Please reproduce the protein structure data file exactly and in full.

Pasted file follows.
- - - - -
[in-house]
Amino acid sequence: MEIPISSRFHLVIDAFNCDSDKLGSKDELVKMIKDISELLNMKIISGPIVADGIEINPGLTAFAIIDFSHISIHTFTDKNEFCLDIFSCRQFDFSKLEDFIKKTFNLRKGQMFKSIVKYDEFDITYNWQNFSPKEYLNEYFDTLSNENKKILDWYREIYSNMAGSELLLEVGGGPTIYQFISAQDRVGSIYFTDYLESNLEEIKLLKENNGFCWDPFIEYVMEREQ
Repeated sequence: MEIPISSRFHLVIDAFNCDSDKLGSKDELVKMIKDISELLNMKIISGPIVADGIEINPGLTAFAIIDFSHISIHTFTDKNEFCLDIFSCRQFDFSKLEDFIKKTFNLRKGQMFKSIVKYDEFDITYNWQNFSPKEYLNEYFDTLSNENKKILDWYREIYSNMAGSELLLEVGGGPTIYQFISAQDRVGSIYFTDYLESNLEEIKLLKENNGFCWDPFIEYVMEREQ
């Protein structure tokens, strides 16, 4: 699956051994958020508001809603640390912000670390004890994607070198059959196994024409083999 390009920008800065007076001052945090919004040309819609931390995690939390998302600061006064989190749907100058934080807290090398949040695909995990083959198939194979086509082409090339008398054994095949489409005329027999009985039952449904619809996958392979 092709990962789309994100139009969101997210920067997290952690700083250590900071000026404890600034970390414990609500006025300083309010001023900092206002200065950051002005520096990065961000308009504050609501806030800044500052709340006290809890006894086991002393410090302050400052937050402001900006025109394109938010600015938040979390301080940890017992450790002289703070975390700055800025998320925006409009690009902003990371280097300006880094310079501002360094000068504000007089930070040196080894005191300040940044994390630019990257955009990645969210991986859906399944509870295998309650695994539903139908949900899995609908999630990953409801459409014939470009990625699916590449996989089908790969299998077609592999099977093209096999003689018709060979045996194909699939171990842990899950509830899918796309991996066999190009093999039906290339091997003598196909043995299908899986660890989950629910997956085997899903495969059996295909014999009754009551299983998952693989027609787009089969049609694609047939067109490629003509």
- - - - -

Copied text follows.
[in-house]
Amino acid sequence: MEIPISSRFHLVIDAFNCDSDKLGSKDELVKMIKDISELLNMKIISGPIVADGIEINPGLTAFAIIDFSHISIHTFTDKNEFCLDIFSCRQFDFSKLEDFIKKTFNLRKGQMFKSIVKYDEFDITYNWQNFSPKEYLNEYFDTLSNENKKILDWYREIYSNMAGSELLLEVGGGPTIYQFISAQDRVGSIYFTDYLESNLEEIKLLKENNGFCWDPFIEYVMEREQ
Repeated sequence: MEIPISSRFHLVIDAFNCDSDKLGSKDELVKMIKDISELLNMKIISGPIVADGIEINPGLTAFAIIDFSHISIHTFTDKNEFCLDIFSCRQFDFSKLEDFIKKTFNLRKGQMFKSIVKYDEFDITYNWQNFSPKEYLNEYFDTLSNENKKILDWYREIYSNMAGSELLLEVGGGPTIYQFISAQDRVGSIYFTDYLESNLEEIKLLKENNGFCWDPFIEYVMEREQ
């Protein structure tokens, strides 16, 4: 699956051994958020508001809603640390912000670390004890994607070198059959196994024409083999 390009920008800065007076001052945090919004040309819609931390995690939390998302600061006064989190749907100058934080807290090398949040695909995990083959198939194979086509082409090339008398054994095949489409005329027999009985039952449904619809996958392979 092709990962789309994100139009969101997210920067997290952690700083250590900071000026404890600034970390414990609500006025300083309010001023900092206002200065950051002005520096990065961000308009504050609501806030800044500052709340006290809890006894086991002393410090302050400052937050402001900006025109394109938010600015938040979390301080940890017992450790002289703070975390700055800025998320925006409009690009902003990371280097300006880094310079501002360094000068504000007089930070040196080894005191300040940044994390630019990257955009990645969210991986859906399944509870295998309650695994539903139908949900899995609908999630990953409801459409014939470009990625699916590449996989089908790969299998077609592999099977093209096999003689018709060979045996194909699939171990842990899950509830899918796309991996066999190009093999039906290339091997003598196909043995299908899986660890989950629910997956085997899903495969059996295909014999009754009551299983998952693989027609787009089969049609694609047939067109490629003509």